Curl up with this year's Housing Guide for dorm friendly recipes, curfew throwbacks and more, click here

Going my way?

With the price of gas steadily rising, so is the cost of commuting. If students want more money in their pockets and less time spent working part-time jobs to pay the bills, they might benefit from car- or vanpooling.

Many students travel 30 or more minutes to get to school. This time could be spent studying, preparing for tests or catching a few extra Z’s. In carpools, the time spent driving is split between members, and while one drives the passengers can do these things. Commuting in groups also cuts transportation costs, in addition to providing a great way for students to branch out and meet new people.

“I carpool regularly with someone who lives nearby in my community,” said Cindy Wooten, an employee on campus. “The commute is 20 minutes, and we switch off. I drive one week, and she drives the next. I find it to be cost saving and less stressful. It works well, and people need to give it a chance.”

Bay Area Commuter Services (BACS) provides the link between people who are interested in car- or vanpooling. The service offers information to the public through TampaBayRideShare.org and the Tampa Bay Commuter, a monthly newspaper. Through these outlets, commuters can find others from their area who are traveling to the same destination and match up by registering with the ride-sharing program or personally calling others.

“The service works in a few different ways,” Executive Director of BACS Sandra Moody said. “Commuters can go online to our Web site, register with the service and post an ad with information about their local area and destination that will go online and in our monthly newspaper so other commuters can match up. In order to arrange a ride, sometimes people call you, and sometimes they call the agency … it all depends on what method they’re most comfortable with.”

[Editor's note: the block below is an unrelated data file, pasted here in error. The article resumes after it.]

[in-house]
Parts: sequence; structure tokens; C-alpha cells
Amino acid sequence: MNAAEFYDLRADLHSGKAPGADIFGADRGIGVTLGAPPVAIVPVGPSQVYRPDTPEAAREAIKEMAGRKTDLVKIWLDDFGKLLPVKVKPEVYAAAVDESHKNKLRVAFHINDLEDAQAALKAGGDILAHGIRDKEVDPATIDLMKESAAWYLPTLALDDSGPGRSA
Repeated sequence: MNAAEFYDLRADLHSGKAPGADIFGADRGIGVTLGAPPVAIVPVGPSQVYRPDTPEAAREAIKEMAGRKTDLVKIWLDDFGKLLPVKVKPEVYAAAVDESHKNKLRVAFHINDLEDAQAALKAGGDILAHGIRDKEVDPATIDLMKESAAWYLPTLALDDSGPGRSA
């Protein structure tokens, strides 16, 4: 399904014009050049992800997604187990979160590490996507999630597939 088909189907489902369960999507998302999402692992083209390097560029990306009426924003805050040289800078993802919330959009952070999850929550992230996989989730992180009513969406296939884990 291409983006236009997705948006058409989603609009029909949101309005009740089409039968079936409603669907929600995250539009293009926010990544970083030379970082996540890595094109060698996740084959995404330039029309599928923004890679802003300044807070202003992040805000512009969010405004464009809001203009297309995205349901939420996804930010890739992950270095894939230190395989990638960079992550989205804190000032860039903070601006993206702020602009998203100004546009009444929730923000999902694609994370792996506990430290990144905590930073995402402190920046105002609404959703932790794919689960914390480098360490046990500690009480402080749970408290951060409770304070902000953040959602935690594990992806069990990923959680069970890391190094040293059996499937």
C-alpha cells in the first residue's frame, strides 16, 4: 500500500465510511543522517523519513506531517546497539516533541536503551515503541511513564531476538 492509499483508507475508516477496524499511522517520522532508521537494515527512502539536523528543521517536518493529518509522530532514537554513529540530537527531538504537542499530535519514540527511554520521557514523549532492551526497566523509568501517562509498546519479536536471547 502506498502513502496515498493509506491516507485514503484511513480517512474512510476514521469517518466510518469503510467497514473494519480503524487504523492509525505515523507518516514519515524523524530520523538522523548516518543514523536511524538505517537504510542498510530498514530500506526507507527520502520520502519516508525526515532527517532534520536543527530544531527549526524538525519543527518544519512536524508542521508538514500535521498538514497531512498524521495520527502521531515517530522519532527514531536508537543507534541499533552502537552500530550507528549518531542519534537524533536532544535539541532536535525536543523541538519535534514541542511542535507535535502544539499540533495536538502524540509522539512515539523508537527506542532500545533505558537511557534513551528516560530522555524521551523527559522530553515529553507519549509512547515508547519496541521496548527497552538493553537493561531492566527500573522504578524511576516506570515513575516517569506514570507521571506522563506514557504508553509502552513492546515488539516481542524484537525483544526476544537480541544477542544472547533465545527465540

Sometimes, in commuting situations, one may not be able to get a ride when absolutely necessary. The ride-sharing program helps eliminate that problem.

“When you register for the ride- sharing program, you become eligible for the emergency ride home,” Moody said. “There is a limit of eight emergency taxi rides home per year for each person signed up with the ride-sharing program. The limit is $100 per ride, and the commuter must be ride sharing for two or more days per week. People must remember, however, that this is available for emergency situations only.”

Carpooling does cut down the cost of commuting, but students might wonder whether it is more of a hassle than it’s worth, given the erratic nature of their schedules. The key, according to Moody, is being flexible with other commuters.

“Being flexible makes ride sharing easier,” said Moody. “Students might have to arrive on campus an hour or so early or leave later in order to accommodate the people they’re carpooling with, but they could make use of the extra time by studying.”

Another option for commuting especially long distances is to vanpool. In that setup, a group of seven to 15 commuters trade off driving a passenger van and split the cost of its operation.

“All members are signed up for the month and must pay a fee even if they aren’t riding in the van every workday,” Moody said.

Vanpools are a good option for people on typical work schedules, but students might not benefit from them as much as they would from carpooling.

“Our vanpools are typically made up of a group of employees working on a regular 8 a.m. – 5 p.m. or 7 a.m. – 4 p.m. schedule. A lot of times the people in vanpools are all traveling to the same place of work and working the same hours. Knowing this, I think most students would be better off with carpooling,” Moody said.

To that end, USF’s Center for Urban Transportation Research is in the process of expanding its focus to make the carpool process more accessible to students.

“Right now we are in the process of creating a carpool matching service that caters specifically to students. The service will probably be available at the start of next year,” said Julie Bond, director of the New North Transportation Alliance at CUTR.

Aside from car- and vanpooling, BACS also supports the local Hartline Bus System, bicycle pools and walking. Students who are interested in any of these options or want to learn more about the carpool matching system can log on to TampaBayRideShare.org or call the BACS offices at 1-800-RIDE.